“We need… to [create] a place to spend time with friends outside of study time,” Wolfe said. “And I think that would only enhance the student experience.”

Accordingly, Wolfe hopes to establish diverse and engaging learning environments with improved space for research, as well as promote student life through better communal spaces.

These plans for emphasizing scholarship overlap with the University’s diversity, equity and inclusion objectives. Wolfe believes that URI’s goals concerning diversity should answer the question of how the University can “foster an inclusive, people-centered culture.”

Wolfe intends to foster such a culture by investing in initiatives that welcome and empower all members of the URI community. This goal involves establishing that the University has a diverse faculty student body, as well as providing programming that addresses race, according to Wolfe.

“We need to ensure that we have diversity in the curriculum and that we have equitable support for both students and faculty that have diverse backgrounds,” Wolfe said. “It’s really, really important that we collectively as a group, as a community, created a diverse learning community to ensure that URI’s education is preparing for our future.”

As a past president of the American Psychiatric Nurses Association, Wolfe stated she believes mental health is a critical resource for campuses across the country. Her initiatives for community inclusion follow the fact that “mental health is near and dear to [her] heart.”

Wolfe believes that her past accomplishments in psychiatry and the College of Nursing will benefit her as provost because she knows the community at URI. Since her position requires collaboration with stakeholders, Wolfe stated the importance of understanding the challenges of a university from an alternate perspective.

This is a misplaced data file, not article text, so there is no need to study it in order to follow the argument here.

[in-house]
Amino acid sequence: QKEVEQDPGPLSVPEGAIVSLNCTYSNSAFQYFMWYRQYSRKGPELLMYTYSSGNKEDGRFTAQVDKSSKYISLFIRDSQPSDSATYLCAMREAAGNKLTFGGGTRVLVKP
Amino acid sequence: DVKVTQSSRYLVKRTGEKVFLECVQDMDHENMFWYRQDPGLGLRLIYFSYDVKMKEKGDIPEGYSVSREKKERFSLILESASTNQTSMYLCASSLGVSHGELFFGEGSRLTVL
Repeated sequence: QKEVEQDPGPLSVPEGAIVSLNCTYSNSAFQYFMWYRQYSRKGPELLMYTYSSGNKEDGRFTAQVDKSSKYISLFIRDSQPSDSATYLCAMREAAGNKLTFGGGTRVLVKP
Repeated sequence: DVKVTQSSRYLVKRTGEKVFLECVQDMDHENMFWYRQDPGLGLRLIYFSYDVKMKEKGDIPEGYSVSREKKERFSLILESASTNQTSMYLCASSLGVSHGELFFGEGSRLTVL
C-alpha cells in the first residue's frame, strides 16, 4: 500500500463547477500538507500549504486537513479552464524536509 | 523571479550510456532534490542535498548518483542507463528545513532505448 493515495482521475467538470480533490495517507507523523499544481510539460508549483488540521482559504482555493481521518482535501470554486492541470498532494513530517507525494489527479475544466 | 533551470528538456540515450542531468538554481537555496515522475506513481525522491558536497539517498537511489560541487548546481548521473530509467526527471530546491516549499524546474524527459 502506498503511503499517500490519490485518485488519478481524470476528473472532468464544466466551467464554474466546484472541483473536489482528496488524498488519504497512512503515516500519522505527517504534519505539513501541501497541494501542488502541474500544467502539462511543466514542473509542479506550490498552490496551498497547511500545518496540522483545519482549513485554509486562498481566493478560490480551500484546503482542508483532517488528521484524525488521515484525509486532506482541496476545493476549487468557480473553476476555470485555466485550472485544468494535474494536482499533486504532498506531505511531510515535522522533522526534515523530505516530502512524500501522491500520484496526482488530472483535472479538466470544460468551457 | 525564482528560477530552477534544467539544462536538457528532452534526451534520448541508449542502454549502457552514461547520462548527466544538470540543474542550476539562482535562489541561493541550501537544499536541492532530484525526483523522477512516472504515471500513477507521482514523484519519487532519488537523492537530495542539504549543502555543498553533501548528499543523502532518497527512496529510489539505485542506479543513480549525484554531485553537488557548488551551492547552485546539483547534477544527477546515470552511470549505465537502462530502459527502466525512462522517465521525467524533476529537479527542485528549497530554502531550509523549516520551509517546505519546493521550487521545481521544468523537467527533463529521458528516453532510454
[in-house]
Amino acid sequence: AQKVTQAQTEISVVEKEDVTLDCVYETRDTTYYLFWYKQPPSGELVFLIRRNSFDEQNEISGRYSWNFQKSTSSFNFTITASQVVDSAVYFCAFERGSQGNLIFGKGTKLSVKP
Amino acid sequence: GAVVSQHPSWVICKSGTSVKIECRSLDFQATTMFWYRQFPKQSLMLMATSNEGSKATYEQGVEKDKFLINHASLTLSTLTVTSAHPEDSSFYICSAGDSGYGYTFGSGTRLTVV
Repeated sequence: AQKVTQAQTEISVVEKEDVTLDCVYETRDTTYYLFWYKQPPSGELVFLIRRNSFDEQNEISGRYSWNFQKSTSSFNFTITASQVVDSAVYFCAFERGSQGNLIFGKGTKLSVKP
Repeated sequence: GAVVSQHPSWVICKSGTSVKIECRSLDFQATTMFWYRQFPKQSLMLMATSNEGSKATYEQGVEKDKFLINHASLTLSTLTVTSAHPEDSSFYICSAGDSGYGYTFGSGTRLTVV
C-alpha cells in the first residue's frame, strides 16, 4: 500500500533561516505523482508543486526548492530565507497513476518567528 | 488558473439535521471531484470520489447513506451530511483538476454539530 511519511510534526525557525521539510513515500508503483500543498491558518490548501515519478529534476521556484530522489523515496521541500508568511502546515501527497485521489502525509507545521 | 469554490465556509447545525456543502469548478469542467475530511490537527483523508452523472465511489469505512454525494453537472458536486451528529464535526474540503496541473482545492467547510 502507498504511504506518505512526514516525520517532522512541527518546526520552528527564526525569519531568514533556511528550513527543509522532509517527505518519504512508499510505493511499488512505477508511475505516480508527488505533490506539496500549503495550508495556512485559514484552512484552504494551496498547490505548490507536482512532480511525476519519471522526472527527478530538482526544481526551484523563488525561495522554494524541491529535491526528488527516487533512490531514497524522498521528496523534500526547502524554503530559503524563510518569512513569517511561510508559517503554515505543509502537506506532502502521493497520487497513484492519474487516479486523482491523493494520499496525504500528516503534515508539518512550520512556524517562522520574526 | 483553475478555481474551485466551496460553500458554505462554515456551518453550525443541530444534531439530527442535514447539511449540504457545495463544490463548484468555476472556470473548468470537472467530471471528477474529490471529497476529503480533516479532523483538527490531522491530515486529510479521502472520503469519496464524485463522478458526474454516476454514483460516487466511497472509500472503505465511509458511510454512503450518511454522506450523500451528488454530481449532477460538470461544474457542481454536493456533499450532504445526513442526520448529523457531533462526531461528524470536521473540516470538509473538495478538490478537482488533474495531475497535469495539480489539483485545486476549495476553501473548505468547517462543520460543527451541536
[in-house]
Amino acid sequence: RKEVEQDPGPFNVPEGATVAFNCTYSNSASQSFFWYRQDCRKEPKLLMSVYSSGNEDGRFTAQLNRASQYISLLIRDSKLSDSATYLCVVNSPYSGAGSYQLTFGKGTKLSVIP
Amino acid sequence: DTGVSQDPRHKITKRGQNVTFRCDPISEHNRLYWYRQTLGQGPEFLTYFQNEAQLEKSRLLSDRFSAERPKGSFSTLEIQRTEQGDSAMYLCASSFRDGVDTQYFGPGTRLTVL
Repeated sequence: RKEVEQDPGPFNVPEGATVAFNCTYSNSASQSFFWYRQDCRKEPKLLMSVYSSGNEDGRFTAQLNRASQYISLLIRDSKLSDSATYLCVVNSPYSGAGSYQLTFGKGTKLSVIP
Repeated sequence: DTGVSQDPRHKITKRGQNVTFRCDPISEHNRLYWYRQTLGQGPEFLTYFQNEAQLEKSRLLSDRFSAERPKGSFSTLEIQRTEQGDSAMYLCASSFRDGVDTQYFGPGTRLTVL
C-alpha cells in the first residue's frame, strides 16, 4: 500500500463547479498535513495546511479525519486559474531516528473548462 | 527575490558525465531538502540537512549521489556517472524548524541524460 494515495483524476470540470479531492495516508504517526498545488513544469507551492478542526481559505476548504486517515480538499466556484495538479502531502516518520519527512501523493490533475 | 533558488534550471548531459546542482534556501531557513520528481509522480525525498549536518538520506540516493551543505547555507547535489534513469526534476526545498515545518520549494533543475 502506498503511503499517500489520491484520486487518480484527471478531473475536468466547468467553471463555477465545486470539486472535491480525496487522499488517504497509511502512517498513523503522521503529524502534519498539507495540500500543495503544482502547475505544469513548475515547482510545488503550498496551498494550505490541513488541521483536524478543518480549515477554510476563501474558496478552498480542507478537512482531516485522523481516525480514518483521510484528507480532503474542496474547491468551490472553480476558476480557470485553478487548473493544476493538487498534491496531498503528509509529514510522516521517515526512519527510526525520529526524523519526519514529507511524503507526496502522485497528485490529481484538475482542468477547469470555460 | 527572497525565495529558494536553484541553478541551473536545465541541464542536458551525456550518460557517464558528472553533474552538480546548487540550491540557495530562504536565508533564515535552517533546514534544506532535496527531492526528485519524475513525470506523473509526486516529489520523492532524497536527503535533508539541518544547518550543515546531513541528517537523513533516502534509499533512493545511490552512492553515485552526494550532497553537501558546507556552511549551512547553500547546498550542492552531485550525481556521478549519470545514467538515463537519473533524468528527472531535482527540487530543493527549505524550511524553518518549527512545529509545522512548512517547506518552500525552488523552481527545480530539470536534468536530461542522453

“Out of the gate, it’s important [to] not function in isolation,” Wolfe said. “I really want to understand [each] area’s perspective, to get an appreciation of where we come from.”

Wolfe’s perspective on diversity and academics at URI is one of the reasons she was appointed the position of provost, according to Parlange.

“She’s a wonderful human being… trusted by colleagues [and] friends across campus,” Parlange said. “It’s very important that people know she listens, and [that] she can appreciate different perspectives and different viewpoints.”

The search committee for URI’s new provost evaluated candidates based on their academic career, level of leadership experience and demonstration of collaborative leadership and innovation, according to Parlange. The president explained that Wolfe’s research success as a dean, in addition to her reputation across campus, were “very important things” that contributed to her new appointment.

When recounting the interview process for provost, Wolfe explained that she met a multitude of people she otherwise never would have encountered. This process gave her a “greater appreciation” of URI’s community and environment. As provost, Wolfe stated that she wants to “make it her mission” to go in and be a part of all the different areas on campus, in order to better understand and connect with the community.

On Jan. 1, 2023, interim provost Laura Beauvais will step down, and Wolfe will lead URI’s “new phase of growth and transformation” as the new official provost, according to Parlange. 

“I am still in the transition phase of finishing up my current role and getting ready for new ones,” Wolfe said. “There are a lot of ideas… and it’s exciting.”